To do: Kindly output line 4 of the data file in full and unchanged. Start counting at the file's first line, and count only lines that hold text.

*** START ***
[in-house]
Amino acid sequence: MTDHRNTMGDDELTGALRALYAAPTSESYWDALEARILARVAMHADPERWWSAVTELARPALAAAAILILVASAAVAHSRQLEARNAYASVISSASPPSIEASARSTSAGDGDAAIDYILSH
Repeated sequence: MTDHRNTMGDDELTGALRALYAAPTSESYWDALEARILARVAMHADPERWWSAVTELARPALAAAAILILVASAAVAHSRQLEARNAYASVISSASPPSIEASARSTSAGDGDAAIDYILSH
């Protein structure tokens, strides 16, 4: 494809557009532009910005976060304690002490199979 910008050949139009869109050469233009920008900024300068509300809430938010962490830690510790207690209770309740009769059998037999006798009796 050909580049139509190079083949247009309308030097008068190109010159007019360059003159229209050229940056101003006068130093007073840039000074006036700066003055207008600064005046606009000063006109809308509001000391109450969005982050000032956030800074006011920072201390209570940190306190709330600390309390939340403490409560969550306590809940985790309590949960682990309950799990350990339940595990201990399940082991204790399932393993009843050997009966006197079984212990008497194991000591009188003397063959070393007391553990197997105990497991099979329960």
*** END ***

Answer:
């Protein structure tokens, strides 16, 4: 494809557009532009910005976060304690002490199979 910008050949139009869109050469233009920008900024300068509300809430938010962490830690510790207690209770309740009769059998037999006798009796 050909580049139509190079083949247009309308030097008068190109010159007019360059003159229209050229940056101003006068130093007073840039000074006036700066003055207008600064005046606009000063006109809308509001000391109450969005982050000032956030800074006011920072201390209570940190306190709330600390309390939340403490409560969550306590809940985790309590949960682990309950799990350990339940595990201990399940082991204790399932393993009843050997009966006197079984212990008497194991000591009188003397063959070393007391553990197997105990497991099979329960």